Very interesting. From the paper:
Our results call into question some common assumptions about human foragers. In humans, males and females forage apart and target different foods much of the time (Kelly, 1995). Jochim (1988) points out that OFT models have been developed for species in which the generic forager is analyzed, rather than two very different foragers (one male and one female). Yet despite the distinct costs for males and females in acquiring certain foods (due to strength, size, or risk), the preferences of males and females are often assumed to be the same. We found, however, there are sex differences in food preferences among the Hadza.
Caloric value predicted the most referred (honey) and least preferred foods (tubers) for the Hadza. The macronutrient differences in male preferred foods and female preferred foods may be characterized as males preferring protein (meat) more and females preferring sugar (berries) more.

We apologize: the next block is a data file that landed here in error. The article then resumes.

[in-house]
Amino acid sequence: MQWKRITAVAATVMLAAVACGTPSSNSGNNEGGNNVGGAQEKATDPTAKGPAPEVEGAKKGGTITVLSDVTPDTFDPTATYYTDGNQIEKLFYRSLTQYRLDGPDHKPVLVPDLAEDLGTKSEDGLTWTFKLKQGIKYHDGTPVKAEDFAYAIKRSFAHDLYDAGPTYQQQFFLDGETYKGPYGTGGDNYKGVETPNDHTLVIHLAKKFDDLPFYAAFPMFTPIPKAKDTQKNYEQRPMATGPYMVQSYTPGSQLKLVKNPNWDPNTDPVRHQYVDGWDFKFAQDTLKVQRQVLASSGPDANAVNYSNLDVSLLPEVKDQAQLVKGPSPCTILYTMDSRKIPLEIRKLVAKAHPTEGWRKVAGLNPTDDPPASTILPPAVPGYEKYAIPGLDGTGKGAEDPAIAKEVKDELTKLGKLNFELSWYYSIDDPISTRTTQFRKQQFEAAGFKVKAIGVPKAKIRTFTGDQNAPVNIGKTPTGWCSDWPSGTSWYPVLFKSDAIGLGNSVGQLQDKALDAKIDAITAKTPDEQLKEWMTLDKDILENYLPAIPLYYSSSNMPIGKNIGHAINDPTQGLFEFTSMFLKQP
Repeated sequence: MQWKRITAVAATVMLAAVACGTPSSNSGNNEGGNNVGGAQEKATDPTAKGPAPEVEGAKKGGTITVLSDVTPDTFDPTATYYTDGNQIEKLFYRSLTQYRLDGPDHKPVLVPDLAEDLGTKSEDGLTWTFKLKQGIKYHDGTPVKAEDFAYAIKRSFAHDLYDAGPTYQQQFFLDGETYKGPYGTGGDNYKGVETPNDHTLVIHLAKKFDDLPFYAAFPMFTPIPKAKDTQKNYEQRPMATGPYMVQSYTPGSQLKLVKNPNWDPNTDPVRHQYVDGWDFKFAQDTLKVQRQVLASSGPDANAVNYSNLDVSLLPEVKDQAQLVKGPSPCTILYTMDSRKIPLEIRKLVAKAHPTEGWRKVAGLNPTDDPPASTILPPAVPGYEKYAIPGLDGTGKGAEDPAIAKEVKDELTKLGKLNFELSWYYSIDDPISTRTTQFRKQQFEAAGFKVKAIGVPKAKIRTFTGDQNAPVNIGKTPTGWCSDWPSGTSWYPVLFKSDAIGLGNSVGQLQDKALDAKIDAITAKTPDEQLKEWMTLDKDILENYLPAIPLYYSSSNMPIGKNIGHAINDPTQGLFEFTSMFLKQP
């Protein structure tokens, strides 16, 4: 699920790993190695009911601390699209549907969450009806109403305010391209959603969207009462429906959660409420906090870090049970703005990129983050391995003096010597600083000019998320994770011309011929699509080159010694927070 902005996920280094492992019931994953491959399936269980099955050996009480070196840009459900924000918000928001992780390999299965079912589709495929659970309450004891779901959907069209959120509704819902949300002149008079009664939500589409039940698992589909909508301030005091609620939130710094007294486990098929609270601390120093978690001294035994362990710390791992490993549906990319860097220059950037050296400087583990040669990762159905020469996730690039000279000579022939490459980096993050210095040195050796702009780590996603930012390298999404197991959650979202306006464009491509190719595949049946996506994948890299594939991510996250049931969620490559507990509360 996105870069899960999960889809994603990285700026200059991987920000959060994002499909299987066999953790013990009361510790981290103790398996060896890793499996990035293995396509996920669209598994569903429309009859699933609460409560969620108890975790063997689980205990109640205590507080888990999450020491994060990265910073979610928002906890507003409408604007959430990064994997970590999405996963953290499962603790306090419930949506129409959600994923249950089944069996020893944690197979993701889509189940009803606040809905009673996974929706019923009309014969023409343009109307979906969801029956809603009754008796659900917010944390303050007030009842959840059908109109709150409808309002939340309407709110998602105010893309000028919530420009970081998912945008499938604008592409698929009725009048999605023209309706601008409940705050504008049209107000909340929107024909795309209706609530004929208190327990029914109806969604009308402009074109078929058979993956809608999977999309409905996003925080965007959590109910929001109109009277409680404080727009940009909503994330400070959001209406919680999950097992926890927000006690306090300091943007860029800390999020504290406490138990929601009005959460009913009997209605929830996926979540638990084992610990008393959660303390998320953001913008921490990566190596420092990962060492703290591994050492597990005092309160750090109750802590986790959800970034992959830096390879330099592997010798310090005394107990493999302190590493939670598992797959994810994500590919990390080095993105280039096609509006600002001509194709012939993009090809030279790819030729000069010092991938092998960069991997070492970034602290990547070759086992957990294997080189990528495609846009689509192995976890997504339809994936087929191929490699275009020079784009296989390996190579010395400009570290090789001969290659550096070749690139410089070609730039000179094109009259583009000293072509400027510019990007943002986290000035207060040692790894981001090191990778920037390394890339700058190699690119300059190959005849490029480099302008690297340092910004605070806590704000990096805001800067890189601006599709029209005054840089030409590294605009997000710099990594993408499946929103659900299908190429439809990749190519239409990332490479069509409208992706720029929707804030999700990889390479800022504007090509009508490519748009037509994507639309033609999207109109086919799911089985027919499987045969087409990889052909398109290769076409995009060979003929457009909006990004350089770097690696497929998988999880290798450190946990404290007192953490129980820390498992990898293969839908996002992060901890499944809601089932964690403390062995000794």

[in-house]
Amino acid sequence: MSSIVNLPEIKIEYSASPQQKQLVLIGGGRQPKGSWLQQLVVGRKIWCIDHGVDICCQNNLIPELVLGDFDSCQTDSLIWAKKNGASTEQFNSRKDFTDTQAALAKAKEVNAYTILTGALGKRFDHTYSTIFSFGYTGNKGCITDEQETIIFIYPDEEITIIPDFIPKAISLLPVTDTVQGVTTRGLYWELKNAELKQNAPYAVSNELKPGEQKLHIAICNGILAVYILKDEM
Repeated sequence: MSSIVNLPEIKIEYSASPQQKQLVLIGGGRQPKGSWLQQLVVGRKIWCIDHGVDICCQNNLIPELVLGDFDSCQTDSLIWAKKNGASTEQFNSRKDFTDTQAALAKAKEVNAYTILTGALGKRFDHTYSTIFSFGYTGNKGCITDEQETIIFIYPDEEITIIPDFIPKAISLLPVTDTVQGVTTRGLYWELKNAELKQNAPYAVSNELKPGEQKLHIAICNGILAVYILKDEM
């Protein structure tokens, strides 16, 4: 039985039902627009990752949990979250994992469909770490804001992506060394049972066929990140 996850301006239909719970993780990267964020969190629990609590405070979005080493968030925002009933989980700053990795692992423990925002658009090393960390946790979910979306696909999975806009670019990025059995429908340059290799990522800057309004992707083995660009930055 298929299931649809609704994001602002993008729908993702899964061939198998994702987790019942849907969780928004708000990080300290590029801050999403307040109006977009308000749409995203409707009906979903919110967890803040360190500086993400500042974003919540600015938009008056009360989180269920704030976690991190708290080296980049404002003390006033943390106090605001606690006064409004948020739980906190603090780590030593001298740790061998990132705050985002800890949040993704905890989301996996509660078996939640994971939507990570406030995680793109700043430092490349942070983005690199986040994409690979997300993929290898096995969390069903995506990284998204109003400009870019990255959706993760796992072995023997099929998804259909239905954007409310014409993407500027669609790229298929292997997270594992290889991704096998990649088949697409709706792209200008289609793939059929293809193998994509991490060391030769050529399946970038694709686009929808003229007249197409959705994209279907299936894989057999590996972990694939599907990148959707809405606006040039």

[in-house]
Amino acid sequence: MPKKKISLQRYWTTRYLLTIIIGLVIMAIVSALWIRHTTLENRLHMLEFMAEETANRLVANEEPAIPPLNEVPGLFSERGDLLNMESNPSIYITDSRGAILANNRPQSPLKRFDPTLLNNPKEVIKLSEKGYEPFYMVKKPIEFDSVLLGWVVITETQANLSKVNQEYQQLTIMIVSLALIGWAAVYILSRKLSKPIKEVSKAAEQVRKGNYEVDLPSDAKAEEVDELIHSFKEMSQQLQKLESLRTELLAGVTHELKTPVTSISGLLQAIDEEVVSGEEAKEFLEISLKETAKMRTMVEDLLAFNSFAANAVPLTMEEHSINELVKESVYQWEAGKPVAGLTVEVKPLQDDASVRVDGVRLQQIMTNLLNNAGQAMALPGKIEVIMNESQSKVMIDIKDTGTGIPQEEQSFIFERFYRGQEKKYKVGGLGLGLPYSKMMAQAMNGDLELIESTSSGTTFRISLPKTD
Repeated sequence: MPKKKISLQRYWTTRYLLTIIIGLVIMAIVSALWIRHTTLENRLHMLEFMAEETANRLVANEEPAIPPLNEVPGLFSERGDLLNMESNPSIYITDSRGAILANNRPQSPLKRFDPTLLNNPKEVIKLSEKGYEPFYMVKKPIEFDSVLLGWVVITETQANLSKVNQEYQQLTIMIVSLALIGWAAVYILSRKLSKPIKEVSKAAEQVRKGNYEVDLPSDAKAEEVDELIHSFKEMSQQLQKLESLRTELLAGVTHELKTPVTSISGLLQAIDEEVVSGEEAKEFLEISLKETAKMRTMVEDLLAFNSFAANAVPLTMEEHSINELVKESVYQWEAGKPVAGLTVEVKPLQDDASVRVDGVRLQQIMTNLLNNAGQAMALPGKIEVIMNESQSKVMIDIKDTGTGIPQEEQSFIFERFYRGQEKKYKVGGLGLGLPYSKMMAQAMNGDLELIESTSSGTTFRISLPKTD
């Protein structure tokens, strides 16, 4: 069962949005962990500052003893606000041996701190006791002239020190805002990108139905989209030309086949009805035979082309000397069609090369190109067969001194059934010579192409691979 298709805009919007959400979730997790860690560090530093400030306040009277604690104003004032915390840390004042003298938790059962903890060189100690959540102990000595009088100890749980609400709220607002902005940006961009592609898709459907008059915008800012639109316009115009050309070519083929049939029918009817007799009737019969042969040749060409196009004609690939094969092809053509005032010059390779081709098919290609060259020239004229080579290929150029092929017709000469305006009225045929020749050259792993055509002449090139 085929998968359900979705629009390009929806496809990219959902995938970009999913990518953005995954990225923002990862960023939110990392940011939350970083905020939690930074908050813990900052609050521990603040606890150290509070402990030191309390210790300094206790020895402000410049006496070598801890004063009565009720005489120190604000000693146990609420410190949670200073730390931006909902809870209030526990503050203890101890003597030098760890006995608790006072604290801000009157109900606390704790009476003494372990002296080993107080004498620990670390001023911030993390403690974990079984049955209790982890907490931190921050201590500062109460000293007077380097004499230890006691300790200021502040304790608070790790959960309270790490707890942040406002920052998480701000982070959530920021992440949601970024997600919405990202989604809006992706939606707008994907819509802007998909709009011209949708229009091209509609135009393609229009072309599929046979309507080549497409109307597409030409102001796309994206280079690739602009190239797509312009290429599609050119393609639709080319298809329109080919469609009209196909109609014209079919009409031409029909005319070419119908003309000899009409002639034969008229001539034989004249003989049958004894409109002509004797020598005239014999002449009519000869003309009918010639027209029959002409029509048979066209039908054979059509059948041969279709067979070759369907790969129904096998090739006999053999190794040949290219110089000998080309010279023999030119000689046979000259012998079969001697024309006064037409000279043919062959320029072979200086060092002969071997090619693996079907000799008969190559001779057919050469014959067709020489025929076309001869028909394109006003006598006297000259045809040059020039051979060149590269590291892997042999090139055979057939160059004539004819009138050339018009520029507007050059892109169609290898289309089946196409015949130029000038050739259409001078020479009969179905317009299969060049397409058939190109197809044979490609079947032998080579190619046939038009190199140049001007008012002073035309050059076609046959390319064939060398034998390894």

It is interesting that men bring back to camp more calories of honey per hour gone from camp than any other food type, followed by meat, baobab, berries, and finally tubers. This happens to be exactly the same as their preference ranking. This suggests that men might devote more effort to getting the foods that they like the most. Women’s acquisition, on the other hand, does not match their preference ranks
Source: http://bit.ly/4vv2lX (Full Text PDF)
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